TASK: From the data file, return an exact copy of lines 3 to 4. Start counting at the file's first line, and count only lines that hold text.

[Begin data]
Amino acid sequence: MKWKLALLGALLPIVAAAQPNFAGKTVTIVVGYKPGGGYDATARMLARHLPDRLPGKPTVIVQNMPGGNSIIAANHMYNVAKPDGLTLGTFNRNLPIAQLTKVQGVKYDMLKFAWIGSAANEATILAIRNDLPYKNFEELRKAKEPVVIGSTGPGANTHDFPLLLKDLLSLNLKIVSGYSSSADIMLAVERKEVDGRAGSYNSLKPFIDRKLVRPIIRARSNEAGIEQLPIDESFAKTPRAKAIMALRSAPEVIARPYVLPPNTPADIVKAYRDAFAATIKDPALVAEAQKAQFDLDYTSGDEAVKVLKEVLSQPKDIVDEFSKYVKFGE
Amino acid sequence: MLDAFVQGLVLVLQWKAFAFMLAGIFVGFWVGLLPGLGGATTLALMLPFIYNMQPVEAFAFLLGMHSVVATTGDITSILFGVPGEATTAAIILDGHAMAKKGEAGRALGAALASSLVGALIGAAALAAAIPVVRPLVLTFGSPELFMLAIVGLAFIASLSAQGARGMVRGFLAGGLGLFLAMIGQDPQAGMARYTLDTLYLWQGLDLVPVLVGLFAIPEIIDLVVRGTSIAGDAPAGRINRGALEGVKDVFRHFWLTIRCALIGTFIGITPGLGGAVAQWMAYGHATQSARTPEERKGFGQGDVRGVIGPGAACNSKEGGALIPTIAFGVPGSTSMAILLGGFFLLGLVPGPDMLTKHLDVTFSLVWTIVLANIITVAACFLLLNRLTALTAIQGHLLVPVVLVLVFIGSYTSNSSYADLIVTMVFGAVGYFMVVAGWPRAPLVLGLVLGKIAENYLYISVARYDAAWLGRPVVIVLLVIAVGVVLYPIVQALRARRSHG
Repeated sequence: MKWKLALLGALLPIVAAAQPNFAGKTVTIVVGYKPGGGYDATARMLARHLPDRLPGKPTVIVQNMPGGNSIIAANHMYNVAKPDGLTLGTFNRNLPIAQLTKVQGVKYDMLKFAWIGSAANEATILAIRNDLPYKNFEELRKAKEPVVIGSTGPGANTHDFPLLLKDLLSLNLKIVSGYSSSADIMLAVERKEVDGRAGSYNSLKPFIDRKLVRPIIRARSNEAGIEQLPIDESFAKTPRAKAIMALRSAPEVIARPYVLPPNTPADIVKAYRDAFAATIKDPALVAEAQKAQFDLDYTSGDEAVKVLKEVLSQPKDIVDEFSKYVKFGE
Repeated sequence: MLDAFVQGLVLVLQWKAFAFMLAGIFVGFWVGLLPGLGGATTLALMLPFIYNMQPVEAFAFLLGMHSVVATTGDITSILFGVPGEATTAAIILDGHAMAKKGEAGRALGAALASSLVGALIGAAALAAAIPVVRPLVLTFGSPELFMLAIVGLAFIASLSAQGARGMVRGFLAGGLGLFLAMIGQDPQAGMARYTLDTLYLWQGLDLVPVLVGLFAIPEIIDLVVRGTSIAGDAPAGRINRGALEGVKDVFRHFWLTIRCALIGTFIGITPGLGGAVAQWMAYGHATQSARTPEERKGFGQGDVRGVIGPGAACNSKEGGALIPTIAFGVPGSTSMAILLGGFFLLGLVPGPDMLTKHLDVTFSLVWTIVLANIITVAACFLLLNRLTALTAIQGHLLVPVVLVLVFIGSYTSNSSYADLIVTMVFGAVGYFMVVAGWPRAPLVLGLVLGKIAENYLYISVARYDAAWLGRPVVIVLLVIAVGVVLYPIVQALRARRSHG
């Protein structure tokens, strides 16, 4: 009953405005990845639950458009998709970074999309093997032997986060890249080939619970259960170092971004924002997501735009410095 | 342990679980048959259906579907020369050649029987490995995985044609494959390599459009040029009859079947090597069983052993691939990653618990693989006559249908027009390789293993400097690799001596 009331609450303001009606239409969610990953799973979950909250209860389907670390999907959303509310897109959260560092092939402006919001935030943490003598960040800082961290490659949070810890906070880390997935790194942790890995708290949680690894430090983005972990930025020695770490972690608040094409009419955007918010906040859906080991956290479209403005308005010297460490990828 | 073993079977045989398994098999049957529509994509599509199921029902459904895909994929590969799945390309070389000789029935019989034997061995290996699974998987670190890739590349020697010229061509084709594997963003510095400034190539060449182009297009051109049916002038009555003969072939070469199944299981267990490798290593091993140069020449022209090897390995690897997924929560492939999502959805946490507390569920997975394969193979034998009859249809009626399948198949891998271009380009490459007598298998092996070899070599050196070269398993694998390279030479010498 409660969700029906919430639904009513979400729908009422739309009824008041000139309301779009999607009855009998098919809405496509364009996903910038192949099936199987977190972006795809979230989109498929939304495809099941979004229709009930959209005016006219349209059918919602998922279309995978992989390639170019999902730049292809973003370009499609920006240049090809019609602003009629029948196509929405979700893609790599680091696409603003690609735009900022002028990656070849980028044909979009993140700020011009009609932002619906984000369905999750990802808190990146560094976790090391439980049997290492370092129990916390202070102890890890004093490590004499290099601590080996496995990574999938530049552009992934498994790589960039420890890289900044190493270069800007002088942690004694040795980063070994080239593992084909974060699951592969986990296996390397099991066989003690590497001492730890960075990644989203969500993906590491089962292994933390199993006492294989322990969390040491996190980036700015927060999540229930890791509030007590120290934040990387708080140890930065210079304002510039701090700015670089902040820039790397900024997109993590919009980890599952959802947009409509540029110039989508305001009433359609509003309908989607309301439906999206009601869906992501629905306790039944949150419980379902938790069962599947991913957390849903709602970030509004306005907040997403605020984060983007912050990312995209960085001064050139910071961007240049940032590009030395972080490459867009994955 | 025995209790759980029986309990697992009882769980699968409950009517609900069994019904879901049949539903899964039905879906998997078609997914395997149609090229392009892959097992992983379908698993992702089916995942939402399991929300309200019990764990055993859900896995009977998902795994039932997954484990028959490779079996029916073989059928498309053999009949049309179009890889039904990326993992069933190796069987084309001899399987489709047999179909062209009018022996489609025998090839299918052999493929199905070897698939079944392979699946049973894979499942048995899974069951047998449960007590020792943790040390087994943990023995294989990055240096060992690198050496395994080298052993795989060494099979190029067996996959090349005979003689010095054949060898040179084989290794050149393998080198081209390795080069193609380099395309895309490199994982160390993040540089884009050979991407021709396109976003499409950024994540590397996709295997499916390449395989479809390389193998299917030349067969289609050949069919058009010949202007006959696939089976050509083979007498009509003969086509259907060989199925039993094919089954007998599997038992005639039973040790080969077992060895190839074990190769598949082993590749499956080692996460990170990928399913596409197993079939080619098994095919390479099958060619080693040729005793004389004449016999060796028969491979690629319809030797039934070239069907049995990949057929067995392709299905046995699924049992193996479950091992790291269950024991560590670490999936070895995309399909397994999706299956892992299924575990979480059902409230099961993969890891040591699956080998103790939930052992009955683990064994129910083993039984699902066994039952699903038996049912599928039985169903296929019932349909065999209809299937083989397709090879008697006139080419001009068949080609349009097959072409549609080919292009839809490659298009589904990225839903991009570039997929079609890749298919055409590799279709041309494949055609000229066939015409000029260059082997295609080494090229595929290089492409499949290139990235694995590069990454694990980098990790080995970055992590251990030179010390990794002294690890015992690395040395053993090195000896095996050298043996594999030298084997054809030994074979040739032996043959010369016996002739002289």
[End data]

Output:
Repeated sequence: MKWKLALLGALLPIVAAAQPNFAGKTVTIVVGYKPGGGYDATARMLARHLPDRLPGKPTVIVQNMPGGNSIIAANHMYNVAKPDGLTLGTFNRNLPIAQLTKVQGVKYDMLKFAWIGSAANEATILAIRNDLPYKNFEELRKAKEPVVIGSTGPGANTHDFPLLLKDLLSLNLKIVSGYSSSADIMLAVERKEVDGRAGSYNSLKPFIDRKLVRPIIRARSNEAGIEQLPIDESFAKTPRAKAIMALRSAPEVIARPYVLPPNTPADIVKAYRDAFAATIKDPALVAEAQKAQFDLDYTSGDEAVKVLKEVLSQPKDIVDEFSKYVKFGE
Repeated sequence: MLDAFVQGLVLVLQWKAFAFMLAGIFVGFWVGLLPGLGGATTLALMLPFIYNMQPVEAFAFLLGMHSVVATTGDITSILFGVPGEATTAAIILDGHAMAKKGEAGRALGAALASSLVGALIGAAALAAAIPVVRPLVLTFGSPELFMLAIVGLAFIASLSAQGARGMVRGFLAGGLGLFLAMIGQDPQAGMARYTLDTLYLWQGLDLVPVLVGLFAIPEIIDLVVRGTSIAGDAPAGRINRGALEGVKDVFRHFWLTIRCALIGTFIGITPGLGGAVAQWMAYGHATQSARTPEERKGFGQGDVRGVIGPGAACNSKEGGALIPTIAFGVPGSTSMAILLGGFFLLGLVPGPDMLTKHLDVTFSLVWTIVLANIITVAACFLLLNRLTALTAIQGHLLVPVVLVLVFIGSYTSNSSYADLIVTMVFGAVGYFMVVAGWPRAPLVLGLVLGKIAENYLYISVARYDAAWLGRPVVIVLLVIAVGVVLYPIVQALRARRSHG